We have teenagers over our house all the time; my sons' best friends are like our adopted second family. We've had discussions about every topic under the sun, from birth control to drug use, depression and feeling isolated (a teenager in my youngest son's school committed suicide recently) to college, financial debt and uncertainty about what the future holds. it saddens me to hear how little understanding and genuine empathy seems to be going on in some of their friend's home lives.

These kids are amazing people! They are capable of handling more than we give them credit for sometimes. I learn a lot, just listening to them. I think we do them a disservice when we don't take the time to explain why we worry, and what our hopes are for them. They hear what we are saying more often than we think they do.

Keep up the great work, OP!
posted by misha at 12:11 PM on May 5, 2013 [6 favorites]

I think as a mom of teenagers (all boys) - the best thing is to keep talking and be as open as possible. You sound completely awesome and one thing I can relate to is being completely surprised by my kids' sexual activity. They are your little babies and the next thing you know, they are doing grown up things - I digress. I told my kids that they should always take "maybe" as a no and "no" as no. They are responsible for their own bc and should never assume that their partner has thought of it. I think you can translate that to a young lady as well. I like that she opened up to you and you kept your thoughts to yourself. I know how hard it was when I found about it the first time. One thing I did (that may not work for everyone) is buy a box of condoms and leave a few around, in the bathroom and in their bedrooms etc.. Now I definitely have 2 who have not had sex but I have 2 that have. I did notice that those condoms disappeared and one of my kids said he gave a couple to a friend. Anyway that's all I've got. Good luck.
posted by lasamana at 1:12 PM on May 5, 2013 [1 favorite]

In terms of having open conversations, there is a great toolkit online called 100 Conversations ( that was created by teens and young adults to help parents & supportive adult-people have exactly the kinds of conversations you are thinking about. Full disclosure - I work with some of the folks who made it, but it really is a cool free resource that has lots of prompts you can use to help keep the lines of communication open. You sound like an awesome mom!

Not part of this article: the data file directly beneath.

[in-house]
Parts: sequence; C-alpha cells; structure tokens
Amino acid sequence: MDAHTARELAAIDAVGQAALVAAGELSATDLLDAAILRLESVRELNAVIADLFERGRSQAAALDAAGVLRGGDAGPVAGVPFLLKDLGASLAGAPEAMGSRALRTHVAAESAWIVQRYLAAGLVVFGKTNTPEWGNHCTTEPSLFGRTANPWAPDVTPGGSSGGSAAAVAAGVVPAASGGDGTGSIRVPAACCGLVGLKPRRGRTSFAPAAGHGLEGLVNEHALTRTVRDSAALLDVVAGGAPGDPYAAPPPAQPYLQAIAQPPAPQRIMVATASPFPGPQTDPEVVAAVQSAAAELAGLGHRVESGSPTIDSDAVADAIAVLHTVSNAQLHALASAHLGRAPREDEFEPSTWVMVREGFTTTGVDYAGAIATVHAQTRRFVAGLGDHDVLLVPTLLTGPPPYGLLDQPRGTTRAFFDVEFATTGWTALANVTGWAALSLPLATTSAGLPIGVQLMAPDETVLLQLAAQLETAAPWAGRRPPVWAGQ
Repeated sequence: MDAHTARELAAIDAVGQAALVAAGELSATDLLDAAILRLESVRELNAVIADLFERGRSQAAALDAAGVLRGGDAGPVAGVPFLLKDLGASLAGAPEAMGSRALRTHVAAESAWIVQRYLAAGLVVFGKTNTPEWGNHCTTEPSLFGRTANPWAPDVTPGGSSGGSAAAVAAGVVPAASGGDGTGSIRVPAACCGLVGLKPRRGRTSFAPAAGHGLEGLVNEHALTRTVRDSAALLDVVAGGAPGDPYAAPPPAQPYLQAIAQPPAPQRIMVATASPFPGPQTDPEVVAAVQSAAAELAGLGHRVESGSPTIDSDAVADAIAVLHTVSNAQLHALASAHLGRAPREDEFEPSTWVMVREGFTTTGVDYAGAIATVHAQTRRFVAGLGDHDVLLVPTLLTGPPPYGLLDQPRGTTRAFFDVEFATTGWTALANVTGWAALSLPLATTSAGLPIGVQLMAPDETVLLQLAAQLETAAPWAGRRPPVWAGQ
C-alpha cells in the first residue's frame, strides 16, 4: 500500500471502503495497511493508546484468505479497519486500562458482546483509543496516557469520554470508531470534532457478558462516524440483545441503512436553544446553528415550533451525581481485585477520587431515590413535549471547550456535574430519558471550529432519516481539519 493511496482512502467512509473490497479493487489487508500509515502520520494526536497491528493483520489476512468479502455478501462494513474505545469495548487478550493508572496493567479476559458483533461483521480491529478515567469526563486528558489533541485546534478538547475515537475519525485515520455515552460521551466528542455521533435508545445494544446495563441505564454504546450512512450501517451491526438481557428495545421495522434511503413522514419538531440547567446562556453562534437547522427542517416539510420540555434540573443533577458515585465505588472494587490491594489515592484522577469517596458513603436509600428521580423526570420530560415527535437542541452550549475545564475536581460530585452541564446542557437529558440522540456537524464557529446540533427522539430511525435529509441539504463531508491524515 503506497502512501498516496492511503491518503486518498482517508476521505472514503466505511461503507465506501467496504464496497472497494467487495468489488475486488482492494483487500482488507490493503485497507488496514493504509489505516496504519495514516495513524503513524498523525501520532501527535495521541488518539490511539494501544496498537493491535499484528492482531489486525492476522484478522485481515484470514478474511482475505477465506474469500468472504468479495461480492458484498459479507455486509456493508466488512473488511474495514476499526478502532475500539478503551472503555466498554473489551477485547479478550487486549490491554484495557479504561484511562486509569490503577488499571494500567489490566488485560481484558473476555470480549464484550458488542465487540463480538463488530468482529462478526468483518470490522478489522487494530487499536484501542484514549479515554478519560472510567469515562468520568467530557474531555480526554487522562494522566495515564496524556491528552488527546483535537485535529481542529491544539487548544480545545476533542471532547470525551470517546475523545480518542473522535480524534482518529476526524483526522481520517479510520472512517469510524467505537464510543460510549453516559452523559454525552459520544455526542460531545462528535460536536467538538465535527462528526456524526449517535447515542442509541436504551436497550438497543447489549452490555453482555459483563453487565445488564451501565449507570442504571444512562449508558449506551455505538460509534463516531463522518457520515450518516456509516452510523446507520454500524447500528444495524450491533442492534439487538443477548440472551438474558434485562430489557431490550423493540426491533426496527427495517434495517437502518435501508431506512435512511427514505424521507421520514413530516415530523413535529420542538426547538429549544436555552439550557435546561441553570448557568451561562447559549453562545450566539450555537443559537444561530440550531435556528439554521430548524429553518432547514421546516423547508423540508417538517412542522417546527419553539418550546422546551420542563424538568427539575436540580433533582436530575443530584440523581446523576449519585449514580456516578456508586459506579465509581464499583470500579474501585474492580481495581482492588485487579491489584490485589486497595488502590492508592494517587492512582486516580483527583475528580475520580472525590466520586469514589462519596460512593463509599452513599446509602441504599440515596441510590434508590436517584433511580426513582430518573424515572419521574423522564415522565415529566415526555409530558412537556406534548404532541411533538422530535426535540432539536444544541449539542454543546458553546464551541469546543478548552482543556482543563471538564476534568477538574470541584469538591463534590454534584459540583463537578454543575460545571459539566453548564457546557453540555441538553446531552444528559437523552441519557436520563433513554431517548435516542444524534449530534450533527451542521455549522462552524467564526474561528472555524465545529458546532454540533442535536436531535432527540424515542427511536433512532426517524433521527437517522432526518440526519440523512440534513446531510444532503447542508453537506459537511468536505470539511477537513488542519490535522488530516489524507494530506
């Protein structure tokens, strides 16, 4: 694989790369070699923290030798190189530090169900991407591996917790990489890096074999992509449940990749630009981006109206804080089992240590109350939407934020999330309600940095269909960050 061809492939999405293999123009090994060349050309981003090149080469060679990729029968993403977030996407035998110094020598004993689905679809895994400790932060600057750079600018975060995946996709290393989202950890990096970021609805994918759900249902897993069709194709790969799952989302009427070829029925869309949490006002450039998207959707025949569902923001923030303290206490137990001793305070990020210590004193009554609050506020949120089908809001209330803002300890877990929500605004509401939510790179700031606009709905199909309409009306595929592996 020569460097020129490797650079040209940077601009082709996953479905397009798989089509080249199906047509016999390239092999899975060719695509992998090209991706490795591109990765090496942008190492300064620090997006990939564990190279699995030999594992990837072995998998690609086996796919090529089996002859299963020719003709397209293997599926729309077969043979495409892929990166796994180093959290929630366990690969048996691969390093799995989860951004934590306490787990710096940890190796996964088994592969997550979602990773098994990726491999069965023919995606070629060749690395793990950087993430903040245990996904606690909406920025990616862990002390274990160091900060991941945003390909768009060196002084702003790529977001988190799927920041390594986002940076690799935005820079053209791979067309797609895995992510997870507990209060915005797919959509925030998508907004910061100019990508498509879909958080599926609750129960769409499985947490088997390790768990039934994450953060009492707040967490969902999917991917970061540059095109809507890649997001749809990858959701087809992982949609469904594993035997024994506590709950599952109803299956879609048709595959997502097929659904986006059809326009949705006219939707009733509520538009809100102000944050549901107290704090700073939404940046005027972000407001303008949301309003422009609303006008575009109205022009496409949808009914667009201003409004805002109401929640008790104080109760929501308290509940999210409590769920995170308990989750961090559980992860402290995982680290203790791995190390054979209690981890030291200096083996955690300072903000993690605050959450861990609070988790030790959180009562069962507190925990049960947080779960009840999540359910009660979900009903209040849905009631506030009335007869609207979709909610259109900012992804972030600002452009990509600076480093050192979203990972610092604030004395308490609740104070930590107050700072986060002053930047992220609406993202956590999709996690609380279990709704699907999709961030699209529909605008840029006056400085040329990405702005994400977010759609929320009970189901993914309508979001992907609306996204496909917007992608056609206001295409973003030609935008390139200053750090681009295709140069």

posted by rocketing at 1:51 PM on May 5, 2013 [1 favorite]

I was very, very recently a teenage girl. Others have said pieces of this, but I think it's really important to reinforce.

My parents never talked to me about sex, but I got the information I needed, from friends and the internet and a couple of minimally informative public school health classes. I knew that I didn't want to be pregnant, and rigorously took the necessary steps to ensure that this didn't happen.

The information I didn't get, was about healthy relationships and consent. My parents had a stable, loving relationship, and I think they simply assumed that I wouldn't put up with mistreatment. But I had no idea what constituted mistreatment, and the media I consumed made boundaries look like hazy suggestions that were sexier when broken. Without explicit messages about what a healthy relationship looks like, I didn't know how I should expect to be treated. I didn't know that sex was only supposed to happen if I wanted it to, and that I didn't need to want it all the time, or whenever my date wanted it. As a result, when I became intimate around the same age as her, with my parents' tacit support, and excitement about me reaching a new milestone, I got treated pretty badly.

Socialization is a powerful thing, and especially for people who are a little skittish about sexuality like your daughter, dating and sexual intimacy can be a rude awakening to modern societal norms and pressures. She and/or her date might not know themselves well enough to know what they each want. My equally awkward dates and I had different expectations about what would happen in our relationship, and they had strong reactions when I pushed back. Which makes sense, given that 76% of high school boys and 50% of high school girls believe that forced sex is acceptable in some circumstances. Try to give her the gift of finishing high school and college without having survived sexual assault or rape, like at least 1 in 4 college aged women have.